BOSTON, MA – It’s a rainy day. It’s cold out. Dr. Bailey Corgan, a pulmonologist at Massachusetts Specific Hospital (MSH), is drenched and freezing because he forgot his umbrella. But, as he always does, he’s walking into work today with a big smile.
“How many people show up to work and truly say they love what they do?” Corgan asked us, pointing to a suction canister loaded with 600 cc of thick, yellow, coagulated mucous plugs. “I can.”
Corgan has been at MSH for 15 years now and he specializes specifically in the irrigation and removal of mucous plugs. He remembers when he was five years old and saw his father hock up a loogie.
“He had this horrible cough, but he hocked up this giant wad of phlegm, the size of a giant slug; I can still see it flying from the front porch out onto the lawn, it must have traveled like fifteen feet. ‘Finally, that’s feels so much better,’ he said. It was at that moment it just clicked. I knew what I wanted to do with my life.”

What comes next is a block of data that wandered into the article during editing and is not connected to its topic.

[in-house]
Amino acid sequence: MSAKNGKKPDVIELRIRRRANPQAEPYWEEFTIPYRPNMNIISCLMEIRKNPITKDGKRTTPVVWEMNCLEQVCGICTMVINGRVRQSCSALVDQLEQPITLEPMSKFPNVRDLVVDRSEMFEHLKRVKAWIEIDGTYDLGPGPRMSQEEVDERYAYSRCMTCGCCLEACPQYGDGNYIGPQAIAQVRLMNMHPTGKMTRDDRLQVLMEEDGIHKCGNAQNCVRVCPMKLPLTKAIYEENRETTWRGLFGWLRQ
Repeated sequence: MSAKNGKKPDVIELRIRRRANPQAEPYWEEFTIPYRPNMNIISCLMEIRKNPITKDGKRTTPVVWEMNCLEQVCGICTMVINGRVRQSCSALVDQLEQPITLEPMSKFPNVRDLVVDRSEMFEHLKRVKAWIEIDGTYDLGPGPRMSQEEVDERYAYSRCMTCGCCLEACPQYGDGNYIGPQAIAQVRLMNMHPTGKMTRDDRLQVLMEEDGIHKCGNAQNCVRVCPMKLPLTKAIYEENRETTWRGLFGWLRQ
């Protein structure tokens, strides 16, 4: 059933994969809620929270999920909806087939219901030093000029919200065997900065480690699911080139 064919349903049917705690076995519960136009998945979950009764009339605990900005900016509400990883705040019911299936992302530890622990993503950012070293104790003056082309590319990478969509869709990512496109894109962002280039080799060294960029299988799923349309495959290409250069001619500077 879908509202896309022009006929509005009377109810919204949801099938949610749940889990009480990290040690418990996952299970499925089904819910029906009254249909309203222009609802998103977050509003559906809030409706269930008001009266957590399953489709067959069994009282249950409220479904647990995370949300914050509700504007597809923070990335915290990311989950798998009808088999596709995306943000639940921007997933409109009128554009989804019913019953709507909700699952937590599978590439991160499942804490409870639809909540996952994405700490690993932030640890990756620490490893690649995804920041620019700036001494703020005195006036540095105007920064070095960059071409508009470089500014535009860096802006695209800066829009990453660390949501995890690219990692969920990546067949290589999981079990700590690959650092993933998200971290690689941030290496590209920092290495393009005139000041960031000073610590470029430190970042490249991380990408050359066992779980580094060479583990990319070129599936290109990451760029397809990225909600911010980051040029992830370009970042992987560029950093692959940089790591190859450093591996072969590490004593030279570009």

Today, like any other day at work, Corgan gets to aspirate tons and tons of mucous plugs. “I love it. It’s like Christmas every day at work.”
Like some of his peers in his department, he doesn’t care much for critical care. However, he also doesn’t care much for the lungs either. “COPD, asthma, IPF or any of those crazy interstitial lung diseases, sleep medicine, those things didn’t do anything for me,” he said, actually yawning when he tells us this. “But phlegm?” His eyes light up. “Now we’re talking. Phlegm’s my jam. I absolutely love the stuff. Sometimes I just like to let it run through my fingers.”
Corgan believes every pulmonologist out there, whether they will admit it or not, would spend the rest of their lives only aspirating mucous plugs if they had the choice.
Just then, they wheeled the next patient into the bronchoscopy suite, who hocked up an impressive loogie, one that would make Corgan’s dad proud. Corgan started to tear up. “I can’t say it enough: I’m the luckiest person in the entire world.”